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Lesson Transcript

Keith: Who's Your Korean Friend? Keith here! I'm joined in the studio by who else?
Misun: 안녕하세요. Again, Misun here
Keith: In this lesson, you will learn how to do what.
Misun: Ask “who” 누구.
Keith: This conversation takes place where?
Misun: At a company cafeteria.
Keith: And the conversation is between?
Misun: Two co-workers. One of them is new. 신입사원.
Keith: The speakers are co-workers. Therefore the speakers will be speaking formal Korean Misun: 존댓말이요.
Keith: All right. Well, let’s take a listen to the conversation.

Lesson conversation

윤아 저 남자 누구예요?
원이 유근이에요. 여자친구 있어요.
윤아 음… 저 남자 누구예요?
원이 영진이에요. 여자친구 있어요.
윤아 저 남자 누구예요?
원이 사장님이에요...
윤아 아... 네.
Misun: [*]
English Host: One more time with the English.
윤아 저 남자 누구예요?
Keith: Who's that man?
원이 유근이에요. 여자친구 있어요.
Keith: Yugeun. He has a girlfriend.
윤아 음… 저 남자 누구예요?
Keith: Who's that man?
원이 영진이에요. 여자친구 있어요.
Keith: Yeongjin. He has a girlfriend.
윤아 저 남자 누구예요?
Keith: Who's that man?
원이 사장님이에요...
Keith: That's the President.
윤아 아... 네.
Keith: Oh...okay.
Misun: It seems like a little office affair.
Keith: Well, a potential office affair, I guess, but we're rated PG, so let's move onto something else.
Misun: Okay. Sure. What about talking about 사징님?
Keith: Okay. Well, that word means the president, or the owner of a company.
Misun: Yes. It's the highest level anyone can be in a company.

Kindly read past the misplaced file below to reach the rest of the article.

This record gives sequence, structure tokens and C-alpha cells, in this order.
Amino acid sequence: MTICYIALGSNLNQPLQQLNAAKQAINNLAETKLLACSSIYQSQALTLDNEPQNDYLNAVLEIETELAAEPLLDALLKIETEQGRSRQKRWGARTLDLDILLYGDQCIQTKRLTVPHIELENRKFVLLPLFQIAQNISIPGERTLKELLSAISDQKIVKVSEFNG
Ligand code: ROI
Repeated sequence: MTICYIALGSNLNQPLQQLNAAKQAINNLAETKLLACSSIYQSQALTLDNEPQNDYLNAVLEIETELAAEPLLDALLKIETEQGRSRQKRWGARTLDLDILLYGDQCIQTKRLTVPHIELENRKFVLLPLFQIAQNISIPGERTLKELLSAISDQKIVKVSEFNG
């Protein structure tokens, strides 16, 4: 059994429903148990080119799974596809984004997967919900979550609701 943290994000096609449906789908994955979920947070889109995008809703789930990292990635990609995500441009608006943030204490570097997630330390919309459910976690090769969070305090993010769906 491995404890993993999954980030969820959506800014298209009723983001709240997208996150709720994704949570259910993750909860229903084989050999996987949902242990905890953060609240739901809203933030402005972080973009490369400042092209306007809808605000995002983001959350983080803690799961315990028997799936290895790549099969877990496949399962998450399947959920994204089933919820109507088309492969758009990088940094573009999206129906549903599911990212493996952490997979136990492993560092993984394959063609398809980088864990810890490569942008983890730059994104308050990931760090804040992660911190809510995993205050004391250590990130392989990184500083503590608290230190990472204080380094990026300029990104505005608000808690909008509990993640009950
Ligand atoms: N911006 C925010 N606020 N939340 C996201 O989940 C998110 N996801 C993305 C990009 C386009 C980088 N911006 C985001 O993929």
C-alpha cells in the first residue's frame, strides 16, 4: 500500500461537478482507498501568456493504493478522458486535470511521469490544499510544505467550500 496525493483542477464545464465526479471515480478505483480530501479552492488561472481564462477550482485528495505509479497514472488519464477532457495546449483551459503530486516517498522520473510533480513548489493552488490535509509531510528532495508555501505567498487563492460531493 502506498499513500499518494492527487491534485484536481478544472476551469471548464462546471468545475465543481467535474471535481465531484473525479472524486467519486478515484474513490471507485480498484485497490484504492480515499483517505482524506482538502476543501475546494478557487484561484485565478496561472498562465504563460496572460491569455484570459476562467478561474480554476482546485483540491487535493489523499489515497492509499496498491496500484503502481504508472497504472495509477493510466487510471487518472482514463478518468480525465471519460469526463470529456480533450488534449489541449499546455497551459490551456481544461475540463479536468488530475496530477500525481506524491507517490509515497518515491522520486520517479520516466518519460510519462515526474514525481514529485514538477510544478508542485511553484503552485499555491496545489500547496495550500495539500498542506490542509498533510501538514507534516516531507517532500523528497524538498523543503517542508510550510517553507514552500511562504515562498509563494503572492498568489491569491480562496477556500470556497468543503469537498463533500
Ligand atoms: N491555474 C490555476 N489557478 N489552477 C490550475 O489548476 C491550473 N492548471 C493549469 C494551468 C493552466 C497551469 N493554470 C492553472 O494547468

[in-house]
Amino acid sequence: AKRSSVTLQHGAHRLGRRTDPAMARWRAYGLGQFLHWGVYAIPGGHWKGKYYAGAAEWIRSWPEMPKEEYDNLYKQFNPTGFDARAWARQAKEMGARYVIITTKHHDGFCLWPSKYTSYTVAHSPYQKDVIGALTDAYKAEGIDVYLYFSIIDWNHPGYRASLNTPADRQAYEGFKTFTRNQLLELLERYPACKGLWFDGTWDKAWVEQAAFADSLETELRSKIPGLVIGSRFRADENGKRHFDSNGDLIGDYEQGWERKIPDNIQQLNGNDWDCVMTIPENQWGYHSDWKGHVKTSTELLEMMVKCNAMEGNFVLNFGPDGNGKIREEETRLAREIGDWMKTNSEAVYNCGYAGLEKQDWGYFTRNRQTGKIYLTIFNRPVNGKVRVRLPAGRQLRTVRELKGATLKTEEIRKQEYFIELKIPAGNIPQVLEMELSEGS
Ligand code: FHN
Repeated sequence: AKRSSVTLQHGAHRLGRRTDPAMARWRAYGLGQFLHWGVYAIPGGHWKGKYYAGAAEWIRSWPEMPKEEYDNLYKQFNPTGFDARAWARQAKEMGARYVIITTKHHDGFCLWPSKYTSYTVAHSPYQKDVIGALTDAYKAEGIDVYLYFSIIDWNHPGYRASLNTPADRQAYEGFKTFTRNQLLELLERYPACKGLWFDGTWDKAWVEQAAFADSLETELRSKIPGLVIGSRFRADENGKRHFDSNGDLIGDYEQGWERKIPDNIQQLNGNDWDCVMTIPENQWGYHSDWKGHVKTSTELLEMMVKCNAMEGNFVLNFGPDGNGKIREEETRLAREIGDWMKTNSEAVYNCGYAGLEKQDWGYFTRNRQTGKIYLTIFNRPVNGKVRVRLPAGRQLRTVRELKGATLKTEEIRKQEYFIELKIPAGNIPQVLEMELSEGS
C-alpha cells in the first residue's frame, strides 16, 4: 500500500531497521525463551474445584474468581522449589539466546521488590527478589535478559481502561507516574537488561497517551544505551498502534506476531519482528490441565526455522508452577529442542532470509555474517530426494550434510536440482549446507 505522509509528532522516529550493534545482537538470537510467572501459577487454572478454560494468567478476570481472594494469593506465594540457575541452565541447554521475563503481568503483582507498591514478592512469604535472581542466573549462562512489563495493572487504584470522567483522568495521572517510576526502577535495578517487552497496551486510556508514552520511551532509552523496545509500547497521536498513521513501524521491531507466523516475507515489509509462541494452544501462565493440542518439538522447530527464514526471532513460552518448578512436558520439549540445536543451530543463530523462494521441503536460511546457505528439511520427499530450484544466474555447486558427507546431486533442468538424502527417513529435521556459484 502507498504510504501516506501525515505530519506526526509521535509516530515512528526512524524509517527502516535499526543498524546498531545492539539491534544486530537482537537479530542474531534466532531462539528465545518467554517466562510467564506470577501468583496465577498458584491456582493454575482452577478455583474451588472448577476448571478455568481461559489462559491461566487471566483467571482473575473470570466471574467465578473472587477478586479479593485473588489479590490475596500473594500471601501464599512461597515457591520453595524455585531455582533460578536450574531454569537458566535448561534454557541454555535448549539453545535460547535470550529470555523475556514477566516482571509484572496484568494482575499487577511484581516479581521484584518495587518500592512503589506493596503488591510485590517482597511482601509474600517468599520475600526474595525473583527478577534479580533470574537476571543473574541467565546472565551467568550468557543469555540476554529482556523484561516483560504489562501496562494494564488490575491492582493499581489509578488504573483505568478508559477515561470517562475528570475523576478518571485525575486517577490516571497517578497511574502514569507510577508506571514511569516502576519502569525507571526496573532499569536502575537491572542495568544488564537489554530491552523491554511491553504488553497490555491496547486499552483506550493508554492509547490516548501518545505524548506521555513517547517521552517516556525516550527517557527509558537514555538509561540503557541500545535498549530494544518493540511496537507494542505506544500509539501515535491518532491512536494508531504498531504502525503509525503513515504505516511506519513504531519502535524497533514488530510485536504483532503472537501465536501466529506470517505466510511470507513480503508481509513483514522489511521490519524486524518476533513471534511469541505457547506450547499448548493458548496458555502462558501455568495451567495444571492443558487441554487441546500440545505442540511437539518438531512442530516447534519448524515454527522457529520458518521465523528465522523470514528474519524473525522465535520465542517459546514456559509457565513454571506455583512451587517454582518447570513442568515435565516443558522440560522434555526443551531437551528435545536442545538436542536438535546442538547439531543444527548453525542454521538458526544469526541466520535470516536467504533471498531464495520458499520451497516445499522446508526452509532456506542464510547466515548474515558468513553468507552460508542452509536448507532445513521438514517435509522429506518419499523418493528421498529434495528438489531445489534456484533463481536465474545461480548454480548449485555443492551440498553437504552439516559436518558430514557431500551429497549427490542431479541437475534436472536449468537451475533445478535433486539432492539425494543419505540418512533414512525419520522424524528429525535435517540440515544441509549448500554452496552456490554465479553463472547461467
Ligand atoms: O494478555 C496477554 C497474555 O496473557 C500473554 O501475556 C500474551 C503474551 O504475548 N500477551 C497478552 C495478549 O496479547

Keith: And in this particular conversation, the 사장님 was a male. But Misun, how common is it for women to be 사장님 in Korea?
Misun: Well, I’m not quite sure what percentage of the female 사장님 is existing right now, but biggest corporate company actually runs by a dominant male staff, you know.
Keith: Yeah.
Misun: Obviously, as long as male 사장님, I was told that it’s getting better that the more females 사장님 comes up, but I’m not quite sure.
Keith: Yup.
Misun: I can see around me.
Keith: Well, traditionally, Korean culture is a male-dominated society, but I think recently there’s a lot of changes going on, and you can definitely see women사장님 as well.
Misun: Maybe when they, like, runs a small business, then you can see many.
Keith: Hopefully, we’ll see them at the top of Samsung or something soon.
Keith: Right, right.
Keith: All right. Well, let’s move on to our vocab. The first word we’re going to look at is…
Misun: 저 [natural native speed].
Keith: That (demonstrative modifier for visible nouns).
Misun: 저 [slowly - broken down by syllable]. 저 [natural native speed].
Keith: Next is…
Misun: 남자 [natural native speed].
Keith: Man, male, boy.
Misun: 남자 [slowly - broken down by syllable]. 남자 [natural native speed].
Keith: Next is…
Misun: 이다 [natural native speed].
Keith: To be.
Misun: 이다 [slowly - broken down by syllable]. 이다 [natural native speed].
Keith: Next…
Misun: 여자친구 [natural native speed].
Keith: Girlfriend.
Misun: 여자친구 [slowly - broken down by syllable]. 여자친구 [natural native speed].
Keith: Next is…
Misun: 사장님 [natural native speed]
Keith: Boss, the head of the company
Misun: 사장님 [slowly - broken down by syllable] 사장님 [natural native speed].
Keith: Next is…
Misun: 있다 [natural native speed].
Keith: To be, to exist.
Misun: 있다 [slowly - broken down by syllable]. 있다 [natural native speed].
Keith Let's have a closer look at the some of the words and phrases from this lesson.
Misun: The first word we’ll look at is 저.
Keith: That.